New Nigerian President Muhammadu Buhari in part owes his election victory to Boko Haram, a group that tried to assassinate him, Channel 4 News analysis shows.
Mr Buhari, who previously ruled Nigeria for 20 months after seizing power in a military coup in 1983, has beaten presidential incumbent Goodluck Jonathan by 2.5m votes.
Mr Buhari polled 15.4m votes compared to Mr Jonathan’s 12.9m. On Tuesday the incumbent president called Mr Buhari to concede. It is the first time in Nigerian electoral history that the incumbent president has been ousted in a democratic vote.
This success has largely been down to major support in Nigeria’s north eastern states – where Boko Haram has been waging a campaign of terror including suicide bombings, kidnappings and raiding villages, slaughtering civilians and burning homes.
Security has been the major issue of the election campaign. According to NOI Polls, security topped the list of issues Nigerians wanted the president to address in 2015.
Below: the issues Nigerians want the president to address in 2015, polled in January 2015.
Buhari, the former military ruler, has been seen as a strong leader who could tackle Boko Haram. He has previously vowed to defeat Boko Haram and made security a key plank of his election campaign.
Responding to a question from Channel 4 News Foreign Correspondent Jonathan Miller last month on Boko Haram, Buhari responded defiantly, saying: “What is Boko Haram?”
By contrast Goodluck Jonathan has been criticised for failing to deal with the Boko Haram insurgency, which has killed around 8,000 people since the start of 2014 as well as kidnapping hundreds.
President Jonathan’s national approval rating has fluctuated in line with Boko Haram attacks:
Nigerians polled on Mr Jonathan’s approval rating were also regularly asked about how they rated his performance in terms of a range of areas. Every month since February the president has been rated “very poor”. He also scored badly for supplying power to Nigerian households, and on job creation.
Below: Goodluck Jonathan’s monthly approval rating across 2014, compared with the number of civilian and military deaths, and deaths of Boko haram insurgents.
It is the north and north eastern states most hit by Boko Haram violence who have voted most strongly for a change of president.
Borno is the state where Boko Haram is most active and where the group’s worst atrocities have been carried out. The 276 Nigerian schoolgirls kidnapped last April by Boko Haram were taken from a Borno village.
Up to 2,000 people were slaughtered in the town of Baga in January – again this was in Borno.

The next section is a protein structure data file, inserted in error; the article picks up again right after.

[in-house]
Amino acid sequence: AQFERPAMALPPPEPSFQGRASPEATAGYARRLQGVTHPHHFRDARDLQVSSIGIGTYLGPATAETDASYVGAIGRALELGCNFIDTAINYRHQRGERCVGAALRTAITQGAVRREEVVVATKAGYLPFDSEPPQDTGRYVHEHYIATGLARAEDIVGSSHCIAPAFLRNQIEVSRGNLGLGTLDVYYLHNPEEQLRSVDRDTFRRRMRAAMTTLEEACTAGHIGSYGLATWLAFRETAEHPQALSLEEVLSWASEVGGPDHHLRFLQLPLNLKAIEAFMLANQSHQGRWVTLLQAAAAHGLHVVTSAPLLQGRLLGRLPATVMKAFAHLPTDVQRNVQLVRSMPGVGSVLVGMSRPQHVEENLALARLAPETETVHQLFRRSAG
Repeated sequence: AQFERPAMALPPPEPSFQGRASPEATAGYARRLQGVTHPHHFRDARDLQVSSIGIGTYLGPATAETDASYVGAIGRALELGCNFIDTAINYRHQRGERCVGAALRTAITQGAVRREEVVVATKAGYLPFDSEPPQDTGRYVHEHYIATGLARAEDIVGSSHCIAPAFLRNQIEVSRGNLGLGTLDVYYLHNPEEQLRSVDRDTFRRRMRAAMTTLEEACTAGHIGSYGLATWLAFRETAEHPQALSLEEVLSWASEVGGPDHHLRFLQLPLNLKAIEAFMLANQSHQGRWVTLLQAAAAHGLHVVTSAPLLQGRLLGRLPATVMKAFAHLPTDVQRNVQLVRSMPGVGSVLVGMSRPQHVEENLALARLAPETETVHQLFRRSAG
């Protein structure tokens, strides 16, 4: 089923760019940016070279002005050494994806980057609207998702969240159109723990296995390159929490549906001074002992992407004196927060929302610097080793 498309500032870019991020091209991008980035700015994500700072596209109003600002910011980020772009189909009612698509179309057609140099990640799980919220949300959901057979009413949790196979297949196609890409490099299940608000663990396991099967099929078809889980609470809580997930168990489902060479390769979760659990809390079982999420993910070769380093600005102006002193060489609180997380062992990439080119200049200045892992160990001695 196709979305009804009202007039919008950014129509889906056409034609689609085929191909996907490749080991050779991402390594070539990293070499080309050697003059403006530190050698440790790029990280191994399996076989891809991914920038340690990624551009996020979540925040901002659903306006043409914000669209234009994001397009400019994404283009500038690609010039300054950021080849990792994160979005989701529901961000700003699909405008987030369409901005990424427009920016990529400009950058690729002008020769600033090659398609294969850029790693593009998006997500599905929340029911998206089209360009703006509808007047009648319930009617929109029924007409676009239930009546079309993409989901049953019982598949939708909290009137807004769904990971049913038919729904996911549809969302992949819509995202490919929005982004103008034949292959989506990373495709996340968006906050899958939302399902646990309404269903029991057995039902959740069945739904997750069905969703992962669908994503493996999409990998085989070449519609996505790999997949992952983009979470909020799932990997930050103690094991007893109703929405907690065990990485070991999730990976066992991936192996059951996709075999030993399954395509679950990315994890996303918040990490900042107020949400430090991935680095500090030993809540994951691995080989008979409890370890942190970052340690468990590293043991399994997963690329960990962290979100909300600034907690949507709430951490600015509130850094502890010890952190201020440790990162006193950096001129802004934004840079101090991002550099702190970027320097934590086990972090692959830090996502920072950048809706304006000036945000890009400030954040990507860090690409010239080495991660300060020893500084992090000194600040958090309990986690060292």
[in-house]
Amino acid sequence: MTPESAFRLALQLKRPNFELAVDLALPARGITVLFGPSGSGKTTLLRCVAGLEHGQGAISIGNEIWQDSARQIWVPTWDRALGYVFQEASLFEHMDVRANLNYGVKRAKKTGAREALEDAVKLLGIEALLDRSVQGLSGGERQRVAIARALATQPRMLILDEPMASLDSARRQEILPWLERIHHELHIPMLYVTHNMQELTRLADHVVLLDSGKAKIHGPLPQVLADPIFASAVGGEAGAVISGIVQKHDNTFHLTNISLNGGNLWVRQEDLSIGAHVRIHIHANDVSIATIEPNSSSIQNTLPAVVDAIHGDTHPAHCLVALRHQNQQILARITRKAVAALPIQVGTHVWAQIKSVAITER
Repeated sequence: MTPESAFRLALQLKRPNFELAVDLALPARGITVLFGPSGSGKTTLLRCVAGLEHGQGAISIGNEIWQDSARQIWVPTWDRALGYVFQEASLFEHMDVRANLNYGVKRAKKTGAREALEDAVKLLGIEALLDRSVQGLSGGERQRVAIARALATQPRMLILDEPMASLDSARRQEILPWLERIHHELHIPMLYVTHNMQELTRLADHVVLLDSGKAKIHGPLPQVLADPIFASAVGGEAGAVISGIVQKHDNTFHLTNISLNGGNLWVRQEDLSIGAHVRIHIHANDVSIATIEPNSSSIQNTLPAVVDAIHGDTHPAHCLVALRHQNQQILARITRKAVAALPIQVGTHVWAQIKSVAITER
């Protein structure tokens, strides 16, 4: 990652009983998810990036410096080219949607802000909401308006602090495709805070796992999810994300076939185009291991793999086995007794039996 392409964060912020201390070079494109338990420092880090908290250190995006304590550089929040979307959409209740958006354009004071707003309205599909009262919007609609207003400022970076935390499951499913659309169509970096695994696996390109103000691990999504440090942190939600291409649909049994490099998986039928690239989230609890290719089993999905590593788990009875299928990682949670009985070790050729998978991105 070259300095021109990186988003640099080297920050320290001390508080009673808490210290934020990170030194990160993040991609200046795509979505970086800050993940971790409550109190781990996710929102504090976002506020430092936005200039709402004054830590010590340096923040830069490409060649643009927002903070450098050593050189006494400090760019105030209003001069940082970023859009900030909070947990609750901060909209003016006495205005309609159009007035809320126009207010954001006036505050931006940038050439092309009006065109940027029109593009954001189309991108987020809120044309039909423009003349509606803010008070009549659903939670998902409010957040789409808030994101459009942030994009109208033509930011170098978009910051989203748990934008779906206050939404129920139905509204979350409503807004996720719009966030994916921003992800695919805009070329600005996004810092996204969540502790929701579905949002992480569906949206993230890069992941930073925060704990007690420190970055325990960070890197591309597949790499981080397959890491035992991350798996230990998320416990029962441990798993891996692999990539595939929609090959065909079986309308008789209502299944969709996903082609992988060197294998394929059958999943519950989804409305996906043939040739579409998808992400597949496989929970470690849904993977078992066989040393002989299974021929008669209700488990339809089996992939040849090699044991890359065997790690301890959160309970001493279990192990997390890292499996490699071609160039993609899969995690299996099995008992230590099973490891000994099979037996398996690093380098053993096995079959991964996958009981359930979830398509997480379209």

In Borno, more than 233,000 people voted for Buhari, compared to 14,000 voting for Jonathan.
Boko Haram has also regularly attacked villages in the north-eastern state of Yobe, including suicide attacks on schools and burning down villages. Almost half a million Yobe civilians voted for Buhari compared with 25,000 for Jonathan.
And in Kano, targeted in various suicide attacks including one at the Kano’s Grand Mosque – an attempt to assassinate Buhari that led to the deaths of 82, voters again overwhelmingly voted for the new president – by 1.9m votes to 216,000 for Mr Jonathan.
Nine out of Nigeria’s 37 states have suffered more than 100 deaths at the hands of Boko Haram since the start of 2014.
Voters in these nine states made up less than a quarter of all of Nigerians who went to the polls, but they accounted for more than a third of Buhari’s votes.
Below: the percentage of the vote secured by Muhammadu Buhari. The darker the region, the higher the percentage. Click on the state’s to see his percentage of the vote.
Boko Haram, which has sworn allegiance to the Islamic State group, sought to disrupt Nigeria’s elections. In the first three months of the year the group has killed an estimated 3,000 people in Nigeria compared to at least 4,700 across the whole of 2014.
In response to the escalation in violence, Nigeria’s elections, originally scheduled for 14 February, were postponed until the end of March and the Nigerian military, alongside soldiers from Chad, Cameroon and Niger, have seized dozens of towns and villages back from the group.
Mr Buhari has said greater cooperation between countries will be a part of his strategy to tackle Boko Haram. However, Boko Haram has maintained its campaign of violence.
Between 14 February and 19 March the group killed a further 597 people.
Despite the military crackdown, it has not been enough to save Goodluck Jonathan – and Boko Haram are in part responsible for his departure. It remains to be seen if the man who replaces him will be the one to finally defeat the jihadist movement.